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First Order Linear Differential Equations Any equation containing a derivative is called a differential equation. A function which satisfies the equation is called a solution to the differential equation. The order of the differential equation is the order of the highest derivative involved. The degree of the differential equation is the degree of the power of the highest derivative involved. We can then integrate both sides. This will obtain the general solution.

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A first order linear differential equation is an equation of the form 1 To find a method for solving this equation, lets consider the simpler equation Which can be solved by separating the variables. (Remember: a solution is of the form y = f(x) )

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or Using the product rule to differentiate the LHS we get:

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Returning to equation 1, If we multiply both sides by Now integrate both sides. For this to work we need to be able to find

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Note the solution is composed of two parts. The particular solution satisfies the equation: The complementary function satisfies the equation:

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To solve this integration we need to use substitution. If you look at page 113 you will see a note regarding the constant when finding the integrating factor. We need not find it as it cancels out when we multiply both sides of the equation.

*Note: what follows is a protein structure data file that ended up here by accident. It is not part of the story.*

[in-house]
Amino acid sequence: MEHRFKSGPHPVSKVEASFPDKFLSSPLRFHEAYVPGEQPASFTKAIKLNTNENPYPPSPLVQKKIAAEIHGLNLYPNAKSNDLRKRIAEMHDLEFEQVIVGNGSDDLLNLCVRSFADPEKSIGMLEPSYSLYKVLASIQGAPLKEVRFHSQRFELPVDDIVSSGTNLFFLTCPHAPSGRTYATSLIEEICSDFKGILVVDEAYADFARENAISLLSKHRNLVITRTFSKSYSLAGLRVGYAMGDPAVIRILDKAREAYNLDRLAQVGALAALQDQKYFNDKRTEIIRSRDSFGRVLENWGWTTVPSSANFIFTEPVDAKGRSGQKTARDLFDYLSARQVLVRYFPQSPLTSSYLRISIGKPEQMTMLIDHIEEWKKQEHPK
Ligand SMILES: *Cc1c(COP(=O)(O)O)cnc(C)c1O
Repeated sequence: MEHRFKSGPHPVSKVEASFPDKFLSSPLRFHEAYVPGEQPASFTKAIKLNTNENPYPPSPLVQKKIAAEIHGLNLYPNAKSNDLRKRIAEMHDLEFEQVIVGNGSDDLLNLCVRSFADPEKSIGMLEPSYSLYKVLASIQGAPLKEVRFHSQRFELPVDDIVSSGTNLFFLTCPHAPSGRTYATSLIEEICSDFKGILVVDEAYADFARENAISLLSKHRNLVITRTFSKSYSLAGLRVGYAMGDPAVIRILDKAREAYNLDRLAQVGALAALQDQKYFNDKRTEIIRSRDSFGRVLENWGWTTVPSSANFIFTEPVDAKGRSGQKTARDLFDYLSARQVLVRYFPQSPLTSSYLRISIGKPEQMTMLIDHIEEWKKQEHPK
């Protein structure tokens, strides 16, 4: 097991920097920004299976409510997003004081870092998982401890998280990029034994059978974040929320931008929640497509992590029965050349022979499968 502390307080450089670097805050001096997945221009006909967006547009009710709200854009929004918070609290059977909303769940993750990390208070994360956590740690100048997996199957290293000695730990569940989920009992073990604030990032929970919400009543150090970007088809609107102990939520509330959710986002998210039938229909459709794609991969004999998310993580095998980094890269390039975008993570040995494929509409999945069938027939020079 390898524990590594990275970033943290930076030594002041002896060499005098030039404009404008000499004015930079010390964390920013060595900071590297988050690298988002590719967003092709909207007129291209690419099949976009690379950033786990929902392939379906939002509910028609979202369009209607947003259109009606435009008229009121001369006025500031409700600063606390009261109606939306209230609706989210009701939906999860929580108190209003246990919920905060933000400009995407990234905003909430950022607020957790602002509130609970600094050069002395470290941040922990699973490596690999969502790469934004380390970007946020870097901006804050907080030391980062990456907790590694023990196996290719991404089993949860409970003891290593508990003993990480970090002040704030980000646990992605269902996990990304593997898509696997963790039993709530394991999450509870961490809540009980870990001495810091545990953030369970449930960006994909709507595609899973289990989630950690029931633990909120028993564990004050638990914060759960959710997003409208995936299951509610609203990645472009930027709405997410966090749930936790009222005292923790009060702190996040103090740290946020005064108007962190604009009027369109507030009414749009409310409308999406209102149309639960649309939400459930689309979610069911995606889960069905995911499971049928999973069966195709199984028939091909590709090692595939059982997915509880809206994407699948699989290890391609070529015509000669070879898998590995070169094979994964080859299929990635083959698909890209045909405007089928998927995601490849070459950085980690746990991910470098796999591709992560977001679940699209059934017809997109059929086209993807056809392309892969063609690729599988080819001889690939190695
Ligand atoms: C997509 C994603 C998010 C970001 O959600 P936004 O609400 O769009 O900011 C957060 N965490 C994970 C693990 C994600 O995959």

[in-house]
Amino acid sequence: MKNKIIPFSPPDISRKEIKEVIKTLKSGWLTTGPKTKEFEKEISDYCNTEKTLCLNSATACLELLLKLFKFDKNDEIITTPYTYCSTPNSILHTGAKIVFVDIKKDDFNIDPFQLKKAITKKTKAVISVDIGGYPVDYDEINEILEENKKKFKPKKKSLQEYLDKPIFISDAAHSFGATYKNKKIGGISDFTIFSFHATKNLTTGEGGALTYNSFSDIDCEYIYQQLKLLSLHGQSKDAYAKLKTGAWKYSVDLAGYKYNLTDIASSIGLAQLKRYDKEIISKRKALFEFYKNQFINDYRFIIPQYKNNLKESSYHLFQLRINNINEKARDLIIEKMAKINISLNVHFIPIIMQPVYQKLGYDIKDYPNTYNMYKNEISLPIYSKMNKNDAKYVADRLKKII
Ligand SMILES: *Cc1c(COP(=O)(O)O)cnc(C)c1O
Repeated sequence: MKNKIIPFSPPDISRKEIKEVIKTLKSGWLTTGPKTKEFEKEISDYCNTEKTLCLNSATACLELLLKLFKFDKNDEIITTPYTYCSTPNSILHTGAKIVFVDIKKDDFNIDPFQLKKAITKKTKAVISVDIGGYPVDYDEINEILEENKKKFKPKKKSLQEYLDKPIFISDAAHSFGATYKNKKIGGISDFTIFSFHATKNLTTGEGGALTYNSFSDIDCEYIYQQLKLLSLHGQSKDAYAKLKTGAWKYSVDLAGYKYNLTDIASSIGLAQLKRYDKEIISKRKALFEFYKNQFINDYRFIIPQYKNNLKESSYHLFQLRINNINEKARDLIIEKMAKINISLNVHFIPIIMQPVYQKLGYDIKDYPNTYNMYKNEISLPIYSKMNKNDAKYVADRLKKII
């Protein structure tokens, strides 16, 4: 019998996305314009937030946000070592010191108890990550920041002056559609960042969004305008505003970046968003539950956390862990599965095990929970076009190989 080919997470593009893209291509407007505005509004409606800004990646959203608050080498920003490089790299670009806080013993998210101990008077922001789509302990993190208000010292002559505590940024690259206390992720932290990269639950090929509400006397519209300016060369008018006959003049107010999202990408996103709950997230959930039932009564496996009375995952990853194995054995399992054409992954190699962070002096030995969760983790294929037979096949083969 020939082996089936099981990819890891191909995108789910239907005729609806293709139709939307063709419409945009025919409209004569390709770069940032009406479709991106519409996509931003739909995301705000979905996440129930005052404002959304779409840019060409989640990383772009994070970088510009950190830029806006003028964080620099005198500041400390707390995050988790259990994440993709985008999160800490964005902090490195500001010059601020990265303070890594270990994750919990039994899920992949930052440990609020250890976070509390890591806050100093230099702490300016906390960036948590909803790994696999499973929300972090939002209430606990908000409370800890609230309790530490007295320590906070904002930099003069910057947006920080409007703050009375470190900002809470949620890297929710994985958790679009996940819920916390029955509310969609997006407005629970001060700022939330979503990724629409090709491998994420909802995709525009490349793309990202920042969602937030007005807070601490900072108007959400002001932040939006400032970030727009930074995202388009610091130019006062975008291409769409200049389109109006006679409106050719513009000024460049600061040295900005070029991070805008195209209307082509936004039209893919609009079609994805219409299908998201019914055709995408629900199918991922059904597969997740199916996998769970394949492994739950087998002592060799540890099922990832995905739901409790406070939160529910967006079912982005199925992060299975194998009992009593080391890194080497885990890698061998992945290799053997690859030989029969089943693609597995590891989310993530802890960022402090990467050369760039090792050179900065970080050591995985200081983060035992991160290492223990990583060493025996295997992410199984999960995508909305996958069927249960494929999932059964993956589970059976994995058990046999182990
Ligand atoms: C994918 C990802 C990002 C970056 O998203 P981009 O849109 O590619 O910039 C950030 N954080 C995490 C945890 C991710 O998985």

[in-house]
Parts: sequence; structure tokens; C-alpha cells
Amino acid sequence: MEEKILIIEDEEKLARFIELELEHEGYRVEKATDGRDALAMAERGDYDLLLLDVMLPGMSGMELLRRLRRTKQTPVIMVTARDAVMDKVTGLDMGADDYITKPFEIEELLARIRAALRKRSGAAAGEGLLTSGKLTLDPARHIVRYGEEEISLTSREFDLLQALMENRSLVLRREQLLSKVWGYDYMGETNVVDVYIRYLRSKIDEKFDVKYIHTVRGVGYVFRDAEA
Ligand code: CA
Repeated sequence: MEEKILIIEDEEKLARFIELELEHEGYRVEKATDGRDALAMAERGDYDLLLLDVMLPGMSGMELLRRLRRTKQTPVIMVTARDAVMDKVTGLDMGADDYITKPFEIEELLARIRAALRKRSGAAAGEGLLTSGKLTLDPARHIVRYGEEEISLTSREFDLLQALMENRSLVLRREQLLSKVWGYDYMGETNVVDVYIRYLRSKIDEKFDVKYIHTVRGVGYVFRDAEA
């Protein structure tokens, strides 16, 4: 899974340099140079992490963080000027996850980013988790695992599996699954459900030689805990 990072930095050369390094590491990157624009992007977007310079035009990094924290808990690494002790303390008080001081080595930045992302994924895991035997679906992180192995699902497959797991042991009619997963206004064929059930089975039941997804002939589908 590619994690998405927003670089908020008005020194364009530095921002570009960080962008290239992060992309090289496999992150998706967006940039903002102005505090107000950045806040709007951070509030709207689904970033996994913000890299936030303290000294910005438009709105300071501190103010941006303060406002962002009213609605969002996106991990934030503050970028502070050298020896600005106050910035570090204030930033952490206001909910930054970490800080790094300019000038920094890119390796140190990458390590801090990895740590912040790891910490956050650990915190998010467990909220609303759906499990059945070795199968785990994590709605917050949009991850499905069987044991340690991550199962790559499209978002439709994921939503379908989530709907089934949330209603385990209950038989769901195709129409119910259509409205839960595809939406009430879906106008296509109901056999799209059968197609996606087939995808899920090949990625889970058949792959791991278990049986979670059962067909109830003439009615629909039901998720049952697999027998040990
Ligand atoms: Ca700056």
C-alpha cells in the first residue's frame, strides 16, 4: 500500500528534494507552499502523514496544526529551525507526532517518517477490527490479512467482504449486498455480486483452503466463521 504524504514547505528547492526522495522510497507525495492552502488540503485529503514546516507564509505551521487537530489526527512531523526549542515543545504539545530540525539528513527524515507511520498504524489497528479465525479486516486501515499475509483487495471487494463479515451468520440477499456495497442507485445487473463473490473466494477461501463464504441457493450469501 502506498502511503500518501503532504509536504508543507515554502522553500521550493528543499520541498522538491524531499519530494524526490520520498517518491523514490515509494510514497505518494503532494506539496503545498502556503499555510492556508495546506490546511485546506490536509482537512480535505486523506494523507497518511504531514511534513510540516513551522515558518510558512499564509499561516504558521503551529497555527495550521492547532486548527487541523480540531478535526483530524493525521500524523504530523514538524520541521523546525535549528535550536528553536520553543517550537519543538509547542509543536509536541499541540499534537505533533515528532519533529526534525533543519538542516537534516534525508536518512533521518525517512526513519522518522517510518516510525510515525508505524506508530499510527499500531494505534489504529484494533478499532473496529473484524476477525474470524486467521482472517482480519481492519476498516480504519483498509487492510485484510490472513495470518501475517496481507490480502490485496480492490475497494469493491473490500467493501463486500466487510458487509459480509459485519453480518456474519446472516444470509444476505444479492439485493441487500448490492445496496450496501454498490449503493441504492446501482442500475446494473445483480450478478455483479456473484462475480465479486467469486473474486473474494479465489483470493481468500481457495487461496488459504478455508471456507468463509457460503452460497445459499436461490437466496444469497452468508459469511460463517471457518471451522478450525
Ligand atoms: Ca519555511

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(note the shortcut I have taken here) The modulus vanishes as we will have either both positive on either side or both negative. Their effect is cancelled.

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(note the shortcut I have taken here) The modulus vanishes as we will have either both positive on either side or both negative. Their effect is cancelled.

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So far we have looked at the general solutions only. They represent a whole family of curves. If one point can be found which lies on the desired curve, then a unique solution can be identified. Such a point is often given and its coordinates are referred to as the initial conditions or values. The unique solution is called a particular solution.

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Hence the particular solution is Page 114 and 116 Exercise 1 and 2 TJ Exercise 1

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Second-order linear differential equations Note that the general solution to such an equation must include two arbitrary constants to be completely general.

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Proof Adding:

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The solutions to this quadratic will provide two values of m which will make y = Ae mx a solution.

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If we call these two values m 1 and m 2, then we have two solutions. and A and B are used to distinguish the two arbitrary constants. Is a solution. The two arbitrary constants needed for second order differential equations ensure all solutions are covered. The type of solution we get depends on the nature of the roots of this equation.

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When roots are real and distinct The auxiliary equation is To find a particular solution we must be given enough information.